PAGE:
A looong time ago, I mentioned that I spent St. Patrick’s Day weekend in Wartburg College in Waverly, Iowa, at a symposium I helped to plan (but neglected to blog! Oops). Along with other scientists, theologians, philosophers, and generally interested persons, we worked for a bit over a year to put this symposium together. Why?
The principal aim of the conference is to clarify the causes of the conflict between science educators and those who wish to have Intelligent Design taught in public schools. We do not claim to be neutral on this issue. We are convinced that ID is not good science and should not be presented as such. Our position is consonant with that of the National Center for Science Education and the Iowa Academy of Science. We believe that the polarization of opinion on this issue has created misunderstanding and confusion and that a clarification of terminology and concepts is essential for productive dialogue and decision making.
How did it turn out? Find out more below…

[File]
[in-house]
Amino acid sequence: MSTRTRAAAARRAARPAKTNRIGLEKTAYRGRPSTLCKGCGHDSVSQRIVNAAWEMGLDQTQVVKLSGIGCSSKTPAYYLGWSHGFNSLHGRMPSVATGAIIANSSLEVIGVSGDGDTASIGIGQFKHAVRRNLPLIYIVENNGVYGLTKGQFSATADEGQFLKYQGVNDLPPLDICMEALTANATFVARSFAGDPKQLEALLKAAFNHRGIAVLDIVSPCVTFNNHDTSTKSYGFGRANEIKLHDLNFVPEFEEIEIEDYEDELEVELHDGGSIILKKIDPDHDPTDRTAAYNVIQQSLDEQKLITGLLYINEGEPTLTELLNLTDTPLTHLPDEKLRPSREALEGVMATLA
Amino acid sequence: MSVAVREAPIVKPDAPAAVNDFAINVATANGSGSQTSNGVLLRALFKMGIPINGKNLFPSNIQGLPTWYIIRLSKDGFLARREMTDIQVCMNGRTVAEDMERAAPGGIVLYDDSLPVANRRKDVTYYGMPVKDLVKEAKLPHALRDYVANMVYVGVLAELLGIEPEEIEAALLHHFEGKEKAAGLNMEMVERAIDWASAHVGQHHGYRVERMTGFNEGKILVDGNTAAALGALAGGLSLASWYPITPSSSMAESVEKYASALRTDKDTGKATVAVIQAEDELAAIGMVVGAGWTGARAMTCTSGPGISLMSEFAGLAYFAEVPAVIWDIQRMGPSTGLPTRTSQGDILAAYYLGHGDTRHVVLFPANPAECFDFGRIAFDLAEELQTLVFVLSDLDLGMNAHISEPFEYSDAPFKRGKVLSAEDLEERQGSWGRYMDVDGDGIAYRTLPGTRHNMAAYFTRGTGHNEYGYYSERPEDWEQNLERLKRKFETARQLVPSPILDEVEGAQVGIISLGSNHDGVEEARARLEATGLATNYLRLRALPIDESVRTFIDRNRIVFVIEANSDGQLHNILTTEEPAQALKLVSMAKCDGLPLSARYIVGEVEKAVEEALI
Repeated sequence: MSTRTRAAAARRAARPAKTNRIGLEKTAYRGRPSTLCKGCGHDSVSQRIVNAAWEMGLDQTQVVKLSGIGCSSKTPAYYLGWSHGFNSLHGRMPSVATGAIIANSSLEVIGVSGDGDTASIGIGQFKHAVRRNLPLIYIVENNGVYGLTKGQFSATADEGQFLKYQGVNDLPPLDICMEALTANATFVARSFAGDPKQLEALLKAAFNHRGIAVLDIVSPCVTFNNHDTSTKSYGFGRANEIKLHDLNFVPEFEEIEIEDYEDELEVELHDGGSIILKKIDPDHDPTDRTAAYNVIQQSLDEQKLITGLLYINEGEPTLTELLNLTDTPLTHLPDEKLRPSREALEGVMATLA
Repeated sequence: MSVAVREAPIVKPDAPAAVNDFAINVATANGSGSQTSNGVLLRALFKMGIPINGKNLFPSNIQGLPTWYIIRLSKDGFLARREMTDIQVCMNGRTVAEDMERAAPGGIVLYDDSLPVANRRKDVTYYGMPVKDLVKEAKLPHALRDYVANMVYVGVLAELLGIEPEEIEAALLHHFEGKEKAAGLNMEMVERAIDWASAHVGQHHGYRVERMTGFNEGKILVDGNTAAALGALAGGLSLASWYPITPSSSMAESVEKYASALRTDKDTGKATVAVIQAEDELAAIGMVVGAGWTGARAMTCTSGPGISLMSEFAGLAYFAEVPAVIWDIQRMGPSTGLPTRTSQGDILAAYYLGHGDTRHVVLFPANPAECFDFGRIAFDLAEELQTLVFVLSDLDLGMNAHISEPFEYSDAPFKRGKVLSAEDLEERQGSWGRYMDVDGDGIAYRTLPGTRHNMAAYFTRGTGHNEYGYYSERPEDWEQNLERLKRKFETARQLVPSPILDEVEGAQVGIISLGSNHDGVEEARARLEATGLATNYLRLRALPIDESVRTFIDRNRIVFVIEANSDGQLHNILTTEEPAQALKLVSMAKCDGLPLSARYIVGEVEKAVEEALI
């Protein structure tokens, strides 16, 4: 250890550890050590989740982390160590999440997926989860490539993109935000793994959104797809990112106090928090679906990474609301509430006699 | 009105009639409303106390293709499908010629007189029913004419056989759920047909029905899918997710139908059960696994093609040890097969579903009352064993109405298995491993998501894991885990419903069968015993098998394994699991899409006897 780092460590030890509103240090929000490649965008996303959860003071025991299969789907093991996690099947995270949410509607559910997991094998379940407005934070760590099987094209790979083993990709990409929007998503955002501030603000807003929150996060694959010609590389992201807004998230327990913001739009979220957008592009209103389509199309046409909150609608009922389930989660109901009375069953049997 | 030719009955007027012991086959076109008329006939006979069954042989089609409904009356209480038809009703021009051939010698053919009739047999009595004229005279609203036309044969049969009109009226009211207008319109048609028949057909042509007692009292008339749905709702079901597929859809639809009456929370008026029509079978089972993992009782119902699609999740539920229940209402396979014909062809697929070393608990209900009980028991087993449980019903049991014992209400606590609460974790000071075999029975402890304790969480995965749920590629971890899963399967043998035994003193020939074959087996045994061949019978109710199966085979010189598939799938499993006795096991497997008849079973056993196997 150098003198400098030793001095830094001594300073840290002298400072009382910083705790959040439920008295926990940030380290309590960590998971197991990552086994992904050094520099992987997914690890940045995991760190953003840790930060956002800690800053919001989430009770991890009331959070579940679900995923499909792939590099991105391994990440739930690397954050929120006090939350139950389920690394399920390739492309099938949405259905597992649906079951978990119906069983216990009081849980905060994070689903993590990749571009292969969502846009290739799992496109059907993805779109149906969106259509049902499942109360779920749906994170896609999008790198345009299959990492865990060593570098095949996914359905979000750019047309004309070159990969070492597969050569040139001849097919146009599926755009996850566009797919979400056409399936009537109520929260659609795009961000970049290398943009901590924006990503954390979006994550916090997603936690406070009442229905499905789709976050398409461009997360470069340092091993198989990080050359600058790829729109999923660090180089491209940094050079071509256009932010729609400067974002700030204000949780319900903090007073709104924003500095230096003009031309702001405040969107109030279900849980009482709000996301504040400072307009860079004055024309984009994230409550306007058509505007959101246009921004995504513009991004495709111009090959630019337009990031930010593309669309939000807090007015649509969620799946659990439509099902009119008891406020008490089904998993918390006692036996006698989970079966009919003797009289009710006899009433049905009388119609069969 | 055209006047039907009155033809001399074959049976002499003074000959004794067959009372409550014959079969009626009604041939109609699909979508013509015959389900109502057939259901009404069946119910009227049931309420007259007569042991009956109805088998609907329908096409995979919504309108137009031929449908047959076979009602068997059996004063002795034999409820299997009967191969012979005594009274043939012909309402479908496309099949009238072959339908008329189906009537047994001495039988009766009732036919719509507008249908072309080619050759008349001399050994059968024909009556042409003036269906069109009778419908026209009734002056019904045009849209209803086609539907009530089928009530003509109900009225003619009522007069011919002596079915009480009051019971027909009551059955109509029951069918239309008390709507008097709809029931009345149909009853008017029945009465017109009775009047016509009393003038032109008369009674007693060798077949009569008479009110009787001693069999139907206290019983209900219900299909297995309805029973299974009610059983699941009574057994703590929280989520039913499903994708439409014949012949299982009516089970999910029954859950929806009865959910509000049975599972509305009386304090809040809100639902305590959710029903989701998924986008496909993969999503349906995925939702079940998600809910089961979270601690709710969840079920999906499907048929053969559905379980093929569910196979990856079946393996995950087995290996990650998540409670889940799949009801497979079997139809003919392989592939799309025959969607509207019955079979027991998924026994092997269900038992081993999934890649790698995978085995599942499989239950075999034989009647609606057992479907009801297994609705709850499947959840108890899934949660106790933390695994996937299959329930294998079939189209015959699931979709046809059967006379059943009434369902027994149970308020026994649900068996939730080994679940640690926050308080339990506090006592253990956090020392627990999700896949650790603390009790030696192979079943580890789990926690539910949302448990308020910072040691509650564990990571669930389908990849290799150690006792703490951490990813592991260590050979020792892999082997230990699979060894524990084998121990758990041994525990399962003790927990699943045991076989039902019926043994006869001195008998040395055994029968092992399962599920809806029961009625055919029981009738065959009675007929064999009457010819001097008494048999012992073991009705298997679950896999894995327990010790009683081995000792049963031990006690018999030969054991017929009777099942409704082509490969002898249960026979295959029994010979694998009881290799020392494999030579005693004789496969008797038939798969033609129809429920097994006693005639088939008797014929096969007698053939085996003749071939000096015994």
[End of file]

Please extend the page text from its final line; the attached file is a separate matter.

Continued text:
Continue reading “Religion and Science symposium: Iowa, 2007”
Sally Mason Named University Of Iowa’s 20th President.
Interesting. A female biologist, currently Provost at Purdue:
During her tenure at Purdue, Mason invested both professionally and personally in diversity and innovative research and education.
She raised funds for and implemented a number of major diversity initiatives at Purdue, including creation of a Native American education and cultural center and a Latino Cultural Center, joining a black cultural center already on campus. She started two programs funded by the National Science Foundation that work to increase retention and graduation rates among students in science fields, especially minorities. And she recently implemented a new initiative that focuses on recruitment, including more minority faculty appointments, professional development programs, and incentives for teaching and research on diversity.
In 2004, Mason and her husband, Kenneth, gave a $2 million gift to create the Sally K. and Kenneth A. Mason Fund in support of Purdue’s Discovery Learning Center (DLC). The DLC, one of 10 interdisciplinary research centers in Purdue’s new Discovery Park, was created to advance research that revolutionizes learning in the STEM disciplines (science, technology, engineering, and math). Through externally funded research projects, innovative programs, and collaborative partnerships, the DLC is seeks to redesign educational practices and create innovative learning environments that, according to the DLC’s Web site, “have immediate impact and nurture lifelong learning for students and citizens of a global community.”